Murder on Mokulua Drive – A Natalie Seachrist Hawaiian mystery
Murder on Mokulua Drive, is the second Natalie Seachrist Hawaiian cozy mystery written by Jeanne Burrows-Johnson. Like Prospect for Murder (the award winning first book), Murder on Mokulua Drive features the lush environs of the Hawaiian Islands, snippets of pan-Pacific history, a cast of characters, chapter aphorisms, floral art pagination folios, a guide to pronouncing Hawaiian vocabulary, and a glossary of non-English and specialized terms.
Hawai`i journalist Natalie Seachrist has unusual visions. Her viewing of war-like scenes of a family’s predawn escape from Denmark initially initially seems unremarkable. Soon Natalie and boyfriend private investigator Keoni Hewitt move into a Lanikai cottage, where their expectations for relaxed living are met with warm welcomes. Across the fence lives Miriam Didión, a widowed human rights activist, Joanne Walther, a retired teacher, and Esmeralda Cruz, a cook. They have all become friends by the time Natalie throws Keoni a surprise birthday party. Even Natalie’s feline companion Miss Una has embraced the women and keeps nightly watch over their property. Unfortunately, another vision of a garroting by moonlit shatters the peaceful environment and Natalie must reveal her horrifying insights to Keoni’s former partner, Honolulu Police Detective John Dias.
When a suspect’s body is found on Diamond Head Beach, the case appears solved and Natalie plans a tour of historic Kawai Nui Marsh, a favorite destination of Queen Lili`uokalani. Unfortunately, the day of playing tourist devolves, and Natalie and her friends are soon in the crosshairs of a dangerous adversary. Does resolution of the gruesome murder lie in the deceased’s transnational past? Or in the visible present among seemingly innocuous companions?
About Jeanne Burrows-Johnson (Hawaii Author)
My writing embraces my life experiences in the performing arts, education, and marketing. My inspiration for storytelling is rooted in theatrical training during my youth and grew with the colorful tales shared by myriad characters in my life. I moved to Hawaii in 1973, where I taught performing arts classes and helped run Highland Games. Academically, I hold a Bachelor of Arts degree in history from the University of Hawaii and membership in Phi Beta Kappa and Phi Alpha Theta I am also a member of the National Writers Union, Sisters in Crime, Arizona Mystery Writers; and the British Association of Teachers of Dancing, Highland Division. While completing coursework toward a Master of Arts degree (concentration, the Allied Occupation of Japan, 1945-1954), I worked as a teaching assistant in the World Civilization program of the history department of the University of Hawaii. For many years I have provided marketing advice to entrepreneurs, executives, authors, and artists.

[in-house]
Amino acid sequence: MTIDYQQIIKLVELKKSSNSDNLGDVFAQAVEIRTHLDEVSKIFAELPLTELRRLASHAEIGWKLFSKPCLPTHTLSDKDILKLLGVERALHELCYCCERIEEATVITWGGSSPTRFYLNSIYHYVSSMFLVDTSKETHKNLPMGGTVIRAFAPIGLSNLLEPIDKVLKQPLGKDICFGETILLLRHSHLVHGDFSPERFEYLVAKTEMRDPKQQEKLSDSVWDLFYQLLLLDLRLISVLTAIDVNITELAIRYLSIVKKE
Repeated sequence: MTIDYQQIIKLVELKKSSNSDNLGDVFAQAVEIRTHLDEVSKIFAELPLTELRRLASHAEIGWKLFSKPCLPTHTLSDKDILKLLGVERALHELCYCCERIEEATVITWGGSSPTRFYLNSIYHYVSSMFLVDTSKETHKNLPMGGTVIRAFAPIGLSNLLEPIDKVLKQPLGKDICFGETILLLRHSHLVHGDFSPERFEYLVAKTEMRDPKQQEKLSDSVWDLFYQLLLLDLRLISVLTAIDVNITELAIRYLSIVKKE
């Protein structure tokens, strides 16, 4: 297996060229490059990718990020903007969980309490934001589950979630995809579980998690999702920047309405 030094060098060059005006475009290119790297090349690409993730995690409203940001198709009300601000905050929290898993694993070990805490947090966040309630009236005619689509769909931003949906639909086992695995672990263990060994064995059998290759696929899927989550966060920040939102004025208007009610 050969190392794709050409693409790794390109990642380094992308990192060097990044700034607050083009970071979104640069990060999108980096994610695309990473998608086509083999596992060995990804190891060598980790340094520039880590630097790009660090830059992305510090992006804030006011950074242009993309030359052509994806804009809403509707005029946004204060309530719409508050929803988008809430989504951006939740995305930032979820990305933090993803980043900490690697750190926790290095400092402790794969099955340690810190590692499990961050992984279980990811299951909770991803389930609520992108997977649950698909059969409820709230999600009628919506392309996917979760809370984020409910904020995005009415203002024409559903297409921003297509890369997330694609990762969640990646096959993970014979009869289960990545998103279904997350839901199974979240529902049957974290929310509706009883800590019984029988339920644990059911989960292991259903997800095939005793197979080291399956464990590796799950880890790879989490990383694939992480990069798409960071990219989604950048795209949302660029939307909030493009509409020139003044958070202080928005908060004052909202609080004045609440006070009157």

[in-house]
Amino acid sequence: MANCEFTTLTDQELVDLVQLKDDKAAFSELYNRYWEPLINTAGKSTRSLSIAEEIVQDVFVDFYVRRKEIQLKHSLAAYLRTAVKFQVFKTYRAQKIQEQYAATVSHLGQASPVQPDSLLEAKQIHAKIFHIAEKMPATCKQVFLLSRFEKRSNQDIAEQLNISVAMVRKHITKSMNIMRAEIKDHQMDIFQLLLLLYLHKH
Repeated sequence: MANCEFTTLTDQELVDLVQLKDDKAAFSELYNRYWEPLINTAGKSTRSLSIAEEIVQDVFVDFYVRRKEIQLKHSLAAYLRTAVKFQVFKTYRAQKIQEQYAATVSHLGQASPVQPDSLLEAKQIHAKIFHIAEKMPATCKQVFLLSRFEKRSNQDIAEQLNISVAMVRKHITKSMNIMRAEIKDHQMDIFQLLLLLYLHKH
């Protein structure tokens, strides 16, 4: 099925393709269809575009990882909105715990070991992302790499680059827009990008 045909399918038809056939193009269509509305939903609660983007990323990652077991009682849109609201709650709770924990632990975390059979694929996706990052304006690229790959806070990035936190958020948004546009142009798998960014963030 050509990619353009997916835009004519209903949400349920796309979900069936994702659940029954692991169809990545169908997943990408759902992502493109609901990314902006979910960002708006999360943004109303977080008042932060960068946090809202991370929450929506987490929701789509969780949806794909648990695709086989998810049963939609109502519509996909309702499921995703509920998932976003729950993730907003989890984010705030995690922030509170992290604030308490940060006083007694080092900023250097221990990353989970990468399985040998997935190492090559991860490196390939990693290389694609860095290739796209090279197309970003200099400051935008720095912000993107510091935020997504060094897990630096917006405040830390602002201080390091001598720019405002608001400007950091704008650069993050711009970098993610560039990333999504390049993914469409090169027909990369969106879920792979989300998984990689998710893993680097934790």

Some of my authored and co-authored work has appeared in: Broker World; Newport This Week, the Hawaii Medical Journal, and, The Rotarian. I also co-authored and served as art director and indexer of UNDER SONORAL SKIES, PROSE AND POETRY FROM THE HIGH DESERT [print, e-book and e-audio editions]. Having been a resident of Hawaii for 20 years, it’s not surprising that the Natalie Seachrist mysteries are set in its lush and multicultural environment. While sampling Island life and pan-Pacific history, my readers join in the heroine’s contemplation of haunting visions and puzzling deaths. The award-winning PROSPECT FOR MURDER and MURDER ON MOKULUA DRIVE have been joined by MURDERS OF CONVEYANCE. This third book in the series takes place during a Chinese New Year scavenger hunt across Oahu as Natalie, Keoni, and Miss Una explore two murders separated by sixty years.
You’ll find Island recipes, a comprehensive glossary of terms included in the mysteries and more information about Jeanne’s projects at my author website. There you can also learn about CONVERSATIONS WITH AUNTIE CAROL, A SERIES OF HAWAIIAN ORAL HISTORY INTERVIEWS. Caroline Kuliaikanu
ukapu Wilcox DeLima Farias was the grandniece of Hawaiian revolutionary Robert W. K. Wilcox, the cousin of Johanna Wilcox [the first woman registered to vote in Hawaii] and a performer of hula awana who was dancing at the Moana Hotel in Waikīkī on December 6, 1941. There’s also a link to my blog that helps authors and other creative professionals examine issues in shaping, refining, and marketing their work. Please use the contact forms on my websites to drop me a note . . .